Despite the outcry over privacy, New York District starts testing facial recognition system on public school students, staff
12/02/2019 // Lance D Johanson // Views

The Lockport City School District in upstate New York has spent approximately $4.2 million on the installation of 417 cameras in its high school, middle school and six elementary schools. The new surveillance system will use facial recognition software to monitor students and staff on a day-to-day basis. The school district’s goal is to alert law enforcement when sex offenders and other criminals enter the premises. The cameras will also detect whether illicit drugs, firearms or other weapons are present on campus. Officials hope to mitigate crime and stop potential shooters, but the technology presents several privacy challenges.

School district to monitor students and target subjects using a database and intrusive facial recognition system

Lockport City is the first to roll out such an invasive system. The district is using Aegis camera systems, which were installed back in October 2018. The district’s automated facial recognition software was activated on June 3, 2019 and became operational across all their schools in September. The sophisticated fleet of cameras is now scanning student and faculty faces in real time, tracking their movements, reading their expressions, and analyzing their motivations.

District officials can enter any video footage or personal identifiable information into the database. The cameras will cross reference people's faces in real time with information that was uploaded into the database. The system is developed by SN Technologies Corp. and implements proprietary software that can also identify several types of firearms in a crowded room.


Despite its potential to thwart violence and illicit activity, parents, privacy advocates, and some legislators are pushing back against the invasive facial recognition system. Privacy experts warn that the technology can be misused and that it represents a gross violation of individual privacy rights. For one, the system will allow officials to target select students and members of the community. Power-hungry superintendents and principals will be able to treat select students as subjects and track their whereabouts. School officials will be able to enter any source material into the database, including images of students they expelled, people they do not like in the community, or mug shots from the local jail. When their fleet of cameras scans these faces in real time, they are cross-referenced with photos in the database. When the software finds a match, a warning is sent to school authorities.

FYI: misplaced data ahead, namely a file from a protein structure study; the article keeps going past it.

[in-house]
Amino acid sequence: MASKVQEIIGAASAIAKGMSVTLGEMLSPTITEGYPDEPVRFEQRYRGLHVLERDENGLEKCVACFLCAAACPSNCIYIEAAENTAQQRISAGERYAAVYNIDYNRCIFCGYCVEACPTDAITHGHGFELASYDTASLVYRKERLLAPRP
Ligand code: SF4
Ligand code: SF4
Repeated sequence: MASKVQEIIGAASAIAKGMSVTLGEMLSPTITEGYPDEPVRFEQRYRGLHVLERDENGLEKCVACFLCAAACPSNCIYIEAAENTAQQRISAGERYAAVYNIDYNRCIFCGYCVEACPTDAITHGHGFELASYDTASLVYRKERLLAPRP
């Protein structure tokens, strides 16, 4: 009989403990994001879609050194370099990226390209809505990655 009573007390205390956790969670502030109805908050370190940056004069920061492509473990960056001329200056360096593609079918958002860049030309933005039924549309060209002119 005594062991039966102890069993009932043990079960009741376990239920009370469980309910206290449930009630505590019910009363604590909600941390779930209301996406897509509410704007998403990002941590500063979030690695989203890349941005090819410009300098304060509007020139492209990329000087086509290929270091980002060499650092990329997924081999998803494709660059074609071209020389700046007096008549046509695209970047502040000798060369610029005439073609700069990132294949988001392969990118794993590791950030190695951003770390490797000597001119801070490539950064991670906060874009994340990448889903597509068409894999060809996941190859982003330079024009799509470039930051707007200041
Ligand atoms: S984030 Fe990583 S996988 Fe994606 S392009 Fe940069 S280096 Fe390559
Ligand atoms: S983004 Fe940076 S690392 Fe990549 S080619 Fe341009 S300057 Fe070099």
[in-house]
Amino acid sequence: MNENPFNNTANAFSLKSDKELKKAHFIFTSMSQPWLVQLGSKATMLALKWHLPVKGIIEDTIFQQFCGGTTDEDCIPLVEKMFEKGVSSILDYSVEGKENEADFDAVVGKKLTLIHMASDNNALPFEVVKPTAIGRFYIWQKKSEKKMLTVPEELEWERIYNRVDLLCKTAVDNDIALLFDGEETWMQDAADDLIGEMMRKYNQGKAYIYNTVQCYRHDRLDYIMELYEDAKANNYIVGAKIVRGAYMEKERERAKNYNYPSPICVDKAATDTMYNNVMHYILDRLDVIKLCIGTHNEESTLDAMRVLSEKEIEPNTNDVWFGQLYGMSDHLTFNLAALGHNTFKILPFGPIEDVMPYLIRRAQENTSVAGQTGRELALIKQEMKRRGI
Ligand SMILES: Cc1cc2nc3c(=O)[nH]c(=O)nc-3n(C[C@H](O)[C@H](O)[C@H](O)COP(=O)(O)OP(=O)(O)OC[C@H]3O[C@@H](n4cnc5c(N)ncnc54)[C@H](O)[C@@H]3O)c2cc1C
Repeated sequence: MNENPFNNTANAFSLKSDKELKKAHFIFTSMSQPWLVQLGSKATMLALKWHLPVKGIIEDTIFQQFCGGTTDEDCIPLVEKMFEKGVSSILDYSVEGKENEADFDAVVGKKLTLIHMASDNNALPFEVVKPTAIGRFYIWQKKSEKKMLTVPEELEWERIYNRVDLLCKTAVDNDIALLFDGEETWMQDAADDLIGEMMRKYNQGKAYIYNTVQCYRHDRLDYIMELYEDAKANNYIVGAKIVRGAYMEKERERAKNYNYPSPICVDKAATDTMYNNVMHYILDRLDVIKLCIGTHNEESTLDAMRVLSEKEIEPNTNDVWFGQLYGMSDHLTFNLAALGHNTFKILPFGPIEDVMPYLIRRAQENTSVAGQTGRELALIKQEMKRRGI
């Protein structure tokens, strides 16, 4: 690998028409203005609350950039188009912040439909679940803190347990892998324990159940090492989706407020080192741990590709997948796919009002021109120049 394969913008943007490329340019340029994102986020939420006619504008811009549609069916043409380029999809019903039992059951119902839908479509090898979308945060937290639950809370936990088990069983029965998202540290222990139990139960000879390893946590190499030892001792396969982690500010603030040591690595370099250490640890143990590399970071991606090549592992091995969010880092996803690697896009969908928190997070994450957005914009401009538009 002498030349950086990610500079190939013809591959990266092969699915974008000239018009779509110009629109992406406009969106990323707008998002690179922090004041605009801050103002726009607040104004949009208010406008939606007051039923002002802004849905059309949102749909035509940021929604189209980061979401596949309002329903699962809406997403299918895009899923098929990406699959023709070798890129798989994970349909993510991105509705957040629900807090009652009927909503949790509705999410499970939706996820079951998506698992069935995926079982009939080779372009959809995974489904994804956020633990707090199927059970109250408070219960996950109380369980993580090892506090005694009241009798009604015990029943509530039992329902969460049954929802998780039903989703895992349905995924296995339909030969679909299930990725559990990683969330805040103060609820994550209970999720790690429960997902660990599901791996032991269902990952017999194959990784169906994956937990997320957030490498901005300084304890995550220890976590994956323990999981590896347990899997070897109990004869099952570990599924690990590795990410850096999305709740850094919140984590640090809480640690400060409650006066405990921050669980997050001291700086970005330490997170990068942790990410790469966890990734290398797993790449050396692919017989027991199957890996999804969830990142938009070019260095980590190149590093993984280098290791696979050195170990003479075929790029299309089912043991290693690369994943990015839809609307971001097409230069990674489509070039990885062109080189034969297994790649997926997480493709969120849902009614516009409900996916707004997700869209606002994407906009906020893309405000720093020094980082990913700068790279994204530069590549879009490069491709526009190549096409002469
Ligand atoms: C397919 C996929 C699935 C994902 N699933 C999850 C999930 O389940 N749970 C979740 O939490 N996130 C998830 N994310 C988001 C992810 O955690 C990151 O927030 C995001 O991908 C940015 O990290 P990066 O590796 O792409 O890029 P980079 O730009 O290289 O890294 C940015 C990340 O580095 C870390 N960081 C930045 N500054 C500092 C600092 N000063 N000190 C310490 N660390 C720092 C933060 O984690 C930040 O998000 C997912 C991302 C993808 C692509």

School officials will also be able to work with local law enforcement when the cameras detect an individual who is barred from campus. Those barred from campus may include former employees that school officials did not like. School officials will be able to place suspicious students or potential gang members in the database, targeting individuals without any due process. Furthermore, the public will not be allowed to access the database and find out if they are being monitored or singled out.

Facial recognition software generates a unique profile of the individual, precisely measuring the length of the jaw line, the distance between the eyes, the depth of eye sockets, the width of a person’s nose, and so much more. More than eighty nodal points are mapped on a person’s face. These measurements can help authorities detect the whereabouts of an individual in real time. The software compares these images to an ever-expanding database of images to find a match. Artificial intelligence uses these precise measurements to generate a black and white profile of each person’s face so they can be spotted in a crowd and quickly recognized in a database. Armed with this technology, authorities can monitor and track whomever they want.

Facial recognition is not perfect either. In fact, when facial recognition is used by law enforcement, it is wrong about .8 percent of the time. For every 1,000 facial scans generated, there will be an average of eight people falsely identified. An innocent person can easily be convicted of a crime.

For more on privacy violations and the roll out of the police state in schools, visit PrivacyWatch.News.

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